One of the most sought-after young basses in the operatic world.

A bass of elegance and unforced resonance.

One of the most exciting Russian singers to emerge on the international scene in the past decade.

He has been regarded for some time as one of the top opera singers in the world.

He has a beautiful voice, a velvet carpet of a voice… he sings intelligently. Furthermore, he’s a pleasing stage personality.

He sang soundly and seemed perfectly comfortable, and credible, as the World’s Sexiest Man — not something every young bass or bass-baritone can pull off: carelessly sexy in the robust Champagne aria, wistful and serious and quiet in the serenade ‘Deh, vieni alla finestra.’

The Bashkir bass-baritone Ildar Abdrazakov has taken a route to deserved international prominence almost unparalleled among singers from the former USSR. Still in is thirties, he has made his reputation singing the Italian and French repertoire with a distinction encompassing stylistic and linguistic acumen allied to a strong stage presence.

Mr. Abdrazakov has a sturdy, dark and rich voice that carries well. Yet it was the refinement and clarity of his singing, the Verdian accents, that made him so moving.

Abrazakov is without rival in this repertory today, bringing to it a complex and appealing personality.

Ildar Abdrazakov, Russia’s great bass, was magnificent.

Abdrazakov plumbed the cavernous depths of Verdi’s writing for low male voice; he was imposing in everything he sang.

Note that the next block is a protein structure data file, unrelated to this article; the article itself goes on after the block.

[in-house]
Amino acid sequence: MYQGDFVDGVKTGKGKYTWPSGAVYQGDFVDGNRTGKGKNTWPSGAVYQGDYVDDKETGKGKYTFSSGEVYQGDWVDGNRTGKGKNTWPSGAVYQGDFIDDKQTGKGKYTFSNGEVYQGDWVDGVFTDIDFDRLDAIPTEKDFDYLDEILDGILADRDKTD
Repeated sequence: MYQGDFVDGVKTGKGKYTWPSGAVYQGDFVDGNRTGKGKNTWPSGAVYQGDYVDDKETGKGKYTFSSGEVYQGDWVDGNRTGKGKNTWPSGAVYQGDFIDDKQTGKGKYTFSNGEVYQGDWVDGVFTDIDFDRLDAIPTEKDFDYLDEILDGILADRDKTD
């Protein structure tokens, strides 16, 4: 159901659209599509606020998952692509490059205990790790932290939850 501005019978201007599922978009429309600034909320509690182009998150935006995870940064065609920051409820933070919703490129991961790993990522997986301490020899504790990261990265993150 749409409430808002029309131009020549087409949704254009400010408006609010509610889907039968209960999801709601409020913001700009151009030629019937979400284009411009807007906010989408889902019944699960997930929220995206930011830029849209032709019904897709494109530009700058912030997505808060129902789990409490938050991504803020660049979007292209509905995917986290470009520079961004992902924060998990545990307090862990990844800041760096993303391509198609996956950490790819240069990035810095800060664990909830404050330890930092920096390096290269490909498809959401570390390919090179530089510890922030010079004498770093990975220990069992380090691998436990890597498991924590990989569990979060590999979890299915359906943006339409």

As the servant Figaro, whose marriage is the subject of Beaumarchais’ comedy, the hunky Russian bass-baritone Ildar Abdrazakov boasted big, rich tone and nimble Italian diction for his patter numbers. He’s a natural stage animal too, achieving easy rapport with the audience when he called for them to “open their eyes” in his last act aria “Aprite un po’ quegli occhi.

He has a lush bass voice that won’t quit. The tone alone can seduce, especially when the singer files it down to a honeyed mezza voce.

Best of all, though, was the sensational bass, Ildar Abdrazakov, who has just about everything – imposing sound, beautiful legato, oodles of finesse.

The beauty of the voice, singing in its native language, is immediately and persistently striking.…the bass resonance is genuine and doesn’t disappear even in the softest phrases.

A sweet-toned, lyric sheen that is ideal for the bel canto repertoire, but he can summon up the rougher, darker timbre necessary for the nastier characters in the bass spectrum.

Whenever that soft-grained bass-baritone Ildar Abdrazakov muted his tone, it was easy to feel the shiver of death and the world’s sorrows cradled in his hands.

Making his role debut as Mefistofele, Ildar Abdrazakov, the bass-baritone from Bashkortostan, filled the house with a muscular, big, well-projected voice.…This is Opera with a capital O, well deserving of its standing-O reception.

Ildar Abdrazakov stole the show as Don Basilio, giving us a splendidly devious exposition of the virtues of slander in “La calunnia è un venticello.”